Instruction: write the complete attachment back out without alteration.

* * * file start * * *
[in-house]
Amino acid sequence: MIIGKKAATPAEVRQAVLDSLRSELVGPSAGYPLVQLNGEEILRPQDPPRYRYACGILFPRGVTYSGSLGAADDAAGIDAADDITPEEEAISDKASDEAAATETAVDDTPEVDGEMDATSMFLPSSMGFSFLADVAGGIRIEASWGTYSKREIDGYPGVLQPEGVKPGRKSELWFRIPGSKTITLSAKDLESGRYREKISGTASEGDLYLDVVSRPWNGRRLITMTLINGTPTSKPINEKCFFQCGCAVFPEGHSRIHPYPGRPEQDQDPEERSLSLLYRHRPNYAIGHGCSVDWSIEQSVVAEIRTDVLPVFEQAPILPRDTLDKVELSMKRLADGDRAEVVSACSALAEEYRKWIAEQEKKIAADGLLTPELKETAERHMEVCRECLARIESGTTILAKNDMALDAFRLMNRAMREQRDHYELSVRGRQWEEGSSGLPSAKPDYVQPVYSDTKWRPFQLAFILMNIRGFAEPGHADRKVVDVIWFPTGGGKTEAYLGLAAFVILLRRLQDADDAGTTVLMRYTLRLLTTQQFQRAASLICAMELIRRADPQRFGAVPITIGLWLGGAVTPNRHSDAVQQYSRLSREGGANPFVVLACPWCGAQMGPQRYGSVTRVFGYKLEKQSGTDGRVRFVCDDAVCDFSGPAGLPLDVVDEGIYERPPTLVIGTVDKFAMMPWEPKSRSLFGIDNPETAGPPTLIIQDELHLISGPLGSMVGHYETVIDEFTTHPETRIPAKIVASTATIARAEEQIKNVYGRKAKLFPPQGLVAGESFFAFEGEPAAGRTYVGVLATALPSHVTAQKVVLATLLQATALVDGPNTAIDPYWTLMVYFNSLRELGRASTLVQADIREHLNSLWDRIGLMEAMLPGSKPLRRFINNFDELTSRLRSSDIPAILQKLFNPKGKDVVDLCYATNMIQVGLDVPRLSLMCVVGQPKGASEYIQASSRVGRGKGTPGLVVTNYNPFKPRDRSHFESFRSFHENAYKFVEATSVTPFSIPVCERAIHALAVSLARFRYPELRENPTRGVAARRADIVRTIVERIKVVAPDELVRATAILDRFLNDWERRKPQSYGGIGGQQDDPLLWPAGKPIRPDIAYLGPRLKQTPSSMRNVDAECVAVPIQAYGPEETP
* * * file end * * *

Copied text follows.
[in-house]
Amino acid sequence: MIIGKKAATPAEVRQAVLDSLRSELVGPSAGYPLVQLNGEEILRPQDPPRYRYACGILFPRGVTYSGSLGAADDAAGIDAADDITPEEEAISDKASDEAAATETAVDDTPEVDGEMDATSMFLPSSMGFSFLADVAGGIRIEASWGTYSKREIDGYPGVLQPEGVKPGRKSELWFRIPGSKTITLSAKDLESGRYREKISGTASEGDLYLDVVSRPWNGRRLITMTLINGTPTSKPINEKCFFQCGCAVFPEGHSRIHPYPGRPEQDQDPEERSLSLLYRHRPNYAIGHGCSVDWSIEQSVVAEIRTDVLPVFEQAPILPRDTLDKVELSMKRLADGDRAEVVSACSALAEEYRKWIAEQEKKIAADGLLTPELKETAERHMEVCRECLARIESGTTILAKNDMALDAFRLMNRAMREQRDHYELSVRGRQWEEGSSGLPSAKPDYVQPVYSDTKWRPFQLAFILMNIRGFAEPGHADRKVVDVIWFPTGGGKTEAYLGLAAFVILLRRLQDADDAGTTVLMRYTLRLLTTQQFQRAASLICAMELIRRADPQRFGAVPITIGLWLGGAVTPNRHSDAVQQYSRLSREGGANPFVVLACPWCGAQMGPQRYGSVTRVFGYKLEKQSGTDGRVRFVCDDAVCDFSGPAGLPLDVVDEGIYERPPTLVIGTVDKFAMMPWEPKSRSLFGIDNPETAGPPTLIIQDELHLISGPLGSMVGHYETVIDEFTTHPETRIPAKIVASTATIARAEEQIKNVYGRKAKLFPPQGLVAGESFFAFEGEPAAGRTYVGVLATALPSHVTAQKVVLATLLQATALVDGPNTAIDPYWTLMVYFNSLRELGRASTLVQADIREHLNSLWDRIGLMEAMLPGSKPLRRFINNFDELTSRLRSSDIPAILQKLFNPKGKDVVDLCYATNMIQVGLDVPRLSLMCVVGQPKGASEYIQASSRVGRGKGTPGLVVTNYNPFKPRDRSHFESFRSFHENAYKFVEATSVTPFSIPVCERAIHALAVSLARFRYPELRENPTRGVAARRADIVRTIVERIKVVAPDELVRATAILDRFLNDWERRKPQSYGGIGGQQDDPLLWPAGKPIRPDIAYLGPRLKQTPSSMRNVDAECVAVPIQAYGPEETP